When it comes to making sure that you are keeping your greens fresh in the kitchen, there are countless ways to get the job done.
More often than not, you are going to be relying on the fridge to be the best place to store your green foods, as the fridge has one of the best environments for long-term storage.
It creates an environment where the temperature is low enough that most mold and other bacteria cannot form on the greens, but at the same time, it is not cold enough to freeze all of the water content in the plant and render it useless.
With that being said, there are obviously going to be different ways to take care of different kinds of foods. Some types of food benefit from certain types of storage containers, such as being kept in a crisper drawer compared to being kept in the door of the fridge.
Other times, different forms of food need to be stored differently than their original, store-bought form. This is most apparent with fruits, as once a fruit is cut, it tends to go bad considerably fast.
So what about herbs? Herbs still fall into the category of being a leafy green food in the sense that they need to be kept in the fridge at all times when you are not actively preparing them as an ingredient.
Likewise, herbs are not necessarily like fruits or vegetables in the sense that when you cut into them, you are exposing the weak and delicate innards of the food and special care will be needed to protect them.
Instead, herbs tend to have their own needs for storage, and freshly cut basil is no different from these foods.
If you are trying to figure out how to keep basil fresh, no matter if it is freshly cut or if you are planning to cut it soon, you should make sure that you have a basic understanding of how you can keep herbs fresh.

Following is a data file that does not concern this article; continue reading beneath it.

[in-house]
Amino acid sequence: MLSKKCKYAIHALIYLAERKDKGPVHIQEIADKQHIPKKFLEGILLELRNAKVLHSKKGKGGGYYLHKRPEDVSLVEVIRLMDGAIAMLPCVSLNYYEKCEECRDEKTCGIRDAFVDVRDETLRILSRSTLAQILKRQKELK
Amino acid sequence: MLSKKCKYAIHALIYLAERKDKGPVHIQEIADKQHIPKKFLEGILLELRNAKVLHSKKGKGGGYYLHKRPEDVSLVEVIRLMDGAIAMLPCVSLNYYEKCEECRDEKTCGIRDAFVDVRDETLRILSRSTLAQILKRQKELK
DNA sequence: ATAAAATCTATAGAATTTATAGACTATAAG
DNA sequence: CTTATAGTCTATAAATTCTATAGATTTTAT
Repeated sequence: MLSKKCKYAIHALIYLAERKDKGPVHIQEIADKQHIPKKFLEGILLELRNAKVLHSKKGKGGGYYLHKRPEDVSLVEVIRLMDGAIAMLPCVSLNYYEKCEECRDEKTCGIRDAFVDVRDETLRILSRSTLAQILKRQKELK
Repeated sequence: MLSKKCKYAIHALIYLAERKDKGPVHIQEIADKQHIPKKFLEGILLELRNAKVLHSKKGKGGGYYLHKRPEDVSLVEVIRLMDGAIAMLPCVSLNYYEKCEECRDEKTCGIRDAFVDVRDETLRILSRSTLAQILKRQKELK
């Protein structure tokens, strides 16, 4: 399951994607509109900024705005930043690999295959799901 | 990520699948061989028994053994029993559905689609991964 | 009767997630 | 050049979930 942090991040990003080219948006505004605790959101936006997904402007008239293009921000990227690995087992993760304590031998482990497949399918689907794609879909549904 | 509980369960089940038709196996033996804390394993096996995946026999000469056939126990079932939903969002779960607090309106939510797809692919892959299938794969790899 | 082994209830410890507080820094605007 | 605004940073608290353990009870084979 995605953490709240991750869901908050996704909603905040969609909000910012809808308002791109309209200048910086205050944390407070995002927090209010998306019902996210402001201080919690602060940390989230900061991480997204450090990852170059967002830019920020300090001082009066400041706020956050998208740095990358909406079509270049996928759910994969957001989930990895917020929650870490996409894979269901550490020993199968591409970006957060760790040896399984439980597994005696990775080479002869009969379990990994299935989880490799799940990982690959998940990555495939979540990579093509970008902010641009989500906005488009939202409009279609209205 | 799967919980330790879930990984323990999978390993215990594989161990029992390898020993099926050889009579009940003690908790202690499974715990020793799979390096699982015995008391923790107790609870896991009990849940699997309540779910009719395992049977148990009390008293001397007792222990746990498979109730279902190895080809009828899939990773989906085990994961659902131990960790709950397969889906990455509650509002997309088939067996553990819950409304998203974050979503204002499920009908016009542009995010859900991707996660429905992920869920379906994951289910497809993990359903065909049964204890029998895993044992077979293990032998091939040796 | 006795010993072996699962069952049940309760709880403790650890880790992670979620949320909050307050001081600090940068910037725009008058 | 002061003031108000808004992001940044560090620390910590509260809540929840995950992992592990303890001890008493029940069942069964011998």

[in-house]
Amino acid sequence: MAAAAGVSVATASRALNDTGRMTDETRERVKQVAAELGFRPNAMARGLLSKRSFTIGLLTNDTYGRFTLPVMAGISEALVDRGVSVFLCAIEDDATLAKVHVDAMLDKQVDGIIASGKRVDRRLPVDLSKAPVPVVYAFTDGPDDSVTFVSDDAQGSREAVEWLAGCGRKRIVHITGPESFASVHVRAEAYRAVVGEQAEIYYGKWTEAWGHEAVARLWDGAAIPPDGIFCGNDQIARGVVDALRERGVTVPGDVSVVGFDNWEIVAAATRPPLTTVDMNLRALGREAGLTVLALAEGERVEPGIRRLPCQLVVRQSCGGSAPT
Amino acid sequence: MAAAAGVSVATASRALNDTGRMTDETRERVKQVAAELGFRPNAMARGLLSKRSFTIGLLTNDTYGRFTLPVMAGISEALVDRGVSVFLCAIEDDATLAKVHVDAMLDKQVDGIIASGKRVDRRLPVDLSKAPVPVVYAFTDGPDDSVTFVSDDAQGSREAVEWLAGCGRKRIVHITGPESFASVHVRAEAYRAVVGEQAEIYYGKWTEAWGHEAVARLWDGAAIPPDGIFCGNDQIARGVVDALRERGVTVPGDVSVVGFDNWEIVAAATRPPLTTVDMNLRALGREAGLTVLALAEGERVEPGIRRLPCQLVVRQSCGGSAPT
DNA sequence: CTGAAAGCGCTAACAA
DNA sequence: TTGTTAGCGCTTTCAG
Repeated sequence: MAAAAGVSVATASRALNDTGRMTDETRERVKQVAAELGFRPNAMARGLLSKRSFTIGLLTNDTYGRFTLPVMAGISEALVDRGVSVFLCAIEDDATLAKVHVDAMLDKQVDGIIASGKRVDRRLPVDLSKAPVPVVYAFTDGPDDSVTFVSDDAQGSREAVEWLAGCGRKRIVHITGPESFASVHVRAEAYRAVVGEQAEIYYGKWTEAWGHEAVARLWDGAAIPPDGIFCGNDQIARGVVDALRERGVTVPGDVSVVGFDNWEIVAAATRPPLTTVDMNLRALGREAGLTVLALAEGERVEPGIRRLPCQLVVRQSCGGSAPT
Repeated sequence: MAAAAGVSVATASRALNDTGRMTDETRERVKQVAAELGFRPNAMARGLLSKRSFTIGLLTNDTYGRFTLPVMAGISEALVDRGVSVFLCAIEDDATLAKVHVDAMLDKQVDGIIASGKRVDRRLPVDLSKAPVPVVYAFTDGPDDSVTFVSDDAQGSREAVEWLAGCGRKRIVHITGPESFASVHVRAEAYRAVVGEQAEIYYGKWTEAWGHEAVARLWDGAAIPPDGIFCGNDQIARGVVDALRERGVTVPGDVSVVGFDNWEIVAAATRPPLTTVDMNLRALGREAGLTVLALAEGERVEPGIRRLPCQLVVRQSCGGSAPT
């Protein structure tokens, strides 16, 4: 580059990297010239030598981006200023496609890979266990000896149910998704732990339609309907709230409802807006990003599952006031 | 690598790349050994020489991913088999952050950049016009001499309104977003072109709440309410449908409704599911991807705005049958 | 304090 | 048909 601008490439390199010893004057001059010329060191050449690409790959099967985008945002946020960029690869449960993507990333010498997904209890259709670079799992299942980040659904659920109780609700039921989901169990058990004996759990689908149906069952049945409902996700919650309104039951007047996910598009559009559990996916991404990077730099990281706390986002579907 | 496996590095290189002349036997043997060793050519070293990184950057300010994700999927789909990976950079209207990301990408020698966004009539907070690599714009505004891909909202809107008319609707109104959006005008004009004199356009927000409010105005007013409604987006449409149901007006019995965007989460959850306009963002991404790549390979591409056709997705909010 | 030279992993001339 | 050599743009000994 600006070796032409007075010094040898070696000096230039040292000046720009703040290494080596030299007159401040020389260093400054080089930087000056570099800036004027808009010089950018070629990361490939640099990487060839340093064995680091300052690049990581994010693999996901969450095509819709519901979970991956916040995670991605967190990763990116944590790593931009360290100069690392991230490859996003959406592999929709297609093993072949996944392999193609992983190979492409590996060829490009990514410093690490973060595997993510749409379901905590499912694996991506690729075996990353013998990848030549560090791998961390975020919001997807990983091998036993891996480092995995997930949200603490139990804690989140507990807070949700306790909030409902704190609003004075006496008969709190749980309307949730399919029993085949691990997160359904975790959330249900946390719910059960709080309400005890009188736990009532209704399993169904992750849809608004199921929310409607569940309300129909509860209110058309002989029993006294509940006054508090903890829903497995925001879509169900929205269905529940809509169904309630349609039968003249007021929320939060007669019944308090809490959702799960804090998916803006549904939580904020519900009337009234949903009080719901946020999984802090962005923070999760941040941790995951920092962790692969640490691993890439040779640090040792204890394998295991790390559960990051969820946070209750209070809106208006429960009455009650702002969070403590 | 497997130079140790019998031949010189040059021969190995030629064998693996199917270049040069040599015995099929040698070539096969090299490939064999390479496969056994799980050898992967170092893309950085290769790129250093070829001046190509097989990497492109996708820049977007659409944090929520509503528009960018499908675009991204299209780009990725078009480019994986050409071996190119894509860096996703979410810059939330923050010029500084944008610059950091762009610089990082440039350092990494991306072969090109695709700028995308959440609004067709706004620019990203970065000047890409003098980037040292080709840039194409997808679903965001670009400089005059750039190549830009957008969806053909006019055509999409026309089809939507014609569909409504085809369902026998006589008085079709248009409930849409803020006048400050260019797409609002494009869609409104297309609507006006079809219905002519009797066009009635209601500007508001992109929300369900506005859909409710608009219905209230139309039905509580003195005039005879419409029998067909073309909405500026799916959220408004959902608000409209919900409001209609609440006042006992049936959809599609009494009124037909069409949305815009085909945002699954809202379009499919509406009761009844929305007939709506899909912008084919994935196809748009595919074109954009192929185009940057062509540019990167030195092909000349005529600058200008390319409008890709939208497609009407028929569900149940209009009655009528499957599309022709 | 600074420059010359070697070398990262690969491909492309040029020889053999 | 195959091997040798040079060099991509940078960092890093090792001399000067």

Once you know what to do with your herbs, you won’t have to do anything considerably different when you are looking into the best ways to keep your basil fresh.
Storing Your Herbs
Within the category of herbs, there are still different subsets that you are going to be working with. Some herbs are going to be soft and tender, and these are going to be similar to a bouquet of flowers in appearance.
This is the category of herbs that basil falls into, with basil being quite the leafy herb. There are also hard and wooden herbs that you may come across, such as rosemary, thyme, and chives.
These herbs tend to be much easier to store because their harder exteriors protect them from the natural process of decay, at least to some extent.
When it comes to storing softer herbs, you are first going to want to make sure that they are properly trimmed and treated. If you are used to handling bouquets of flowers, then these next few steps are going to come easy for you, as you are going to be treating these herbs much like a delicate bouquet.
First things first, you are going to want to make sure that you have a glass filled with cool water. The glass should be large enough to accommodate however many herbs you may have.
You should then work on trimming down the ends of the stems of your soft herbs before putting them in the glass. This will ensure that the ends of the stems will be fresh and ready to take in the water so that the herbs can still get some nutrients so they do not die out all that quickly.